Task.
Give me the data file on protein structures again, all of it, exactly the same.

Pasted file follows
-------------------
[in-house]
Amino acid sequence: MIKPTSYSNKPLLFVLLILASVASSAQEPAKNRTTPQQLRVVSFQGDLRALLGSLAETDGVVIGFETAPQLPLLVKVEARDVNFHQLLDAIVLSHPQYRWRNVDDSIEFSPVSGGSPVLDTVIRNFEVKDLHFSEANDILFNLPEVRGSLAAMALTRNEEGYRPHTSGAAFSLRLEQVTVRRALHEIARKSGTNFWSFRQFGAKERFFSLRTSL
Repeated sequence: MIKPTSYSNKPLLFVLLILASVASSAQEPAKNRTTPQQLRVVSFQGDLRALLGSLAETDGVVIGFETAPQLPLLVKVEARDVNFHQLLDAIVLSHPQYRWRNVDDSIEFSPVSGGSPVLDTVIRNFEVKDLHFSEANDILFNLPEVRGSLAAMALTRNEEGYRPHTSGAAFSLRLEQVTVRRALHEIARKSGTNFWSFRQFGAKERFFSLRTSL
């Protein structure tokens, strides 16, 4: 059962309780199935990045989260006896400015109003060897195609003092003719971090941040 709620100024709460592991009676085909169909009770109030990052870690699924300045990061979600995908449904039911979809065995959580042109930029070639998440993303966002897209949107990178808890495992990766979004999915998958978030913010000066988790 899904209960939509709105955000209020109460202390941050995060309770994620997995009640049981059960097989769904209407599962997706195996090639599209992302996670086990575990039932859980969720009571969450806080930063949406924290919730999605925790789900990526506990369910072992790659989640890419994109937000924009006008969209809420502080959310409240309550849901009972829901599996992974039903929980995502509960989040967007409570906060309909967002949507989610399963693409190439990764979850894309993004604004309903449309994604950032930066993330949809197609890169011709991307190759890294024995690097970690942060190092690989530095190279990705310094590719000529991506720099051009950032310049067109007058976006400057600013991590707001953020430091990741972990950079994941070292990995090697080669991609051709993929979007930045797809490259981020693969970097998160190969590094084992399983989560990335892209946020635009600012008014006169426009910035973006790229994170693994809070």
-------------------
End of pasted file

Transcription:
[in-house]
Amino acid sequence: MIKPTSYSNKPLLFVLLILASVASSAQEPAKNRTTPQQLRVVSFQGDLRALLGSLAETDGVVIGFETAPQLPLLVKVEARDVNFHQLLDAIVLSHPQYRWRNVDDSIEFSPVSGGSPVLDTVIRNFEVKDLHFSEANDILFNLPEVRGSLAAMALTRNEEGYRPHTSGAAFSLRLEQVTVRRALHEIARKSGTNFWSFRQFGAKERFFSLRTSL
Repeated sequence: MIKPTSYSNKPLLFVLLILASVASSAQEPAKNRTTPQQLRVVSFQGDLRALLGSLAETDGVVIGFETAPQLPLLVKVEARDVNFHQLLDAIVLSHPQYRWRNVDDSIEFSPVSGGSPVLDTVIRNFEVKDLHFSEANDILFNLPEVRGSLAAMALTRNEEGYRPHTSGAAFSLRLEQVTVRRALHEIARKSGTNFWSFRQFGAKERFFSLRTSL
């Protein structure tokens, strides 16, 4: 059962309780199935990045989260006896400015109003060897195609003092003719971090941040 709620100024709460592991009676085909169909009770109030990052870690699924300045990061979600995908449904039911979809065995959580042109930029070639998440993303966002897209949107990178808890495992990766979004999915998958978030913010000066988790 899904209960939509709105955000209020109460202390941050995060309770994620997995009640049981059960097989769904209407599962997706195996090639599209992302996670086990575990039932859980969720009571969450806080930063949406924290919730999605925790789900990526506990369910072992790659989640890419994109937000924009006008969209809420502080959310409240309550849901009972829901599996992974039903929980995502509960989040967007409570906060309909967002949507989610399963693409190439990764979850894309993004604004309903449309994604950032930066993330949809197609890169011709991307190759890294024995690097970690942060190092690989530095190279990705310094590719000529991506720099051009950032310049067109007058976006400057600013991590707001953020430091990741972990950079994941070292990995090697080669991609051709993929979007930045797809490259981020693969970097998160190969590094084992399983989560990335892209946020635009600012008014006169426009910035973006790229994170693994809070």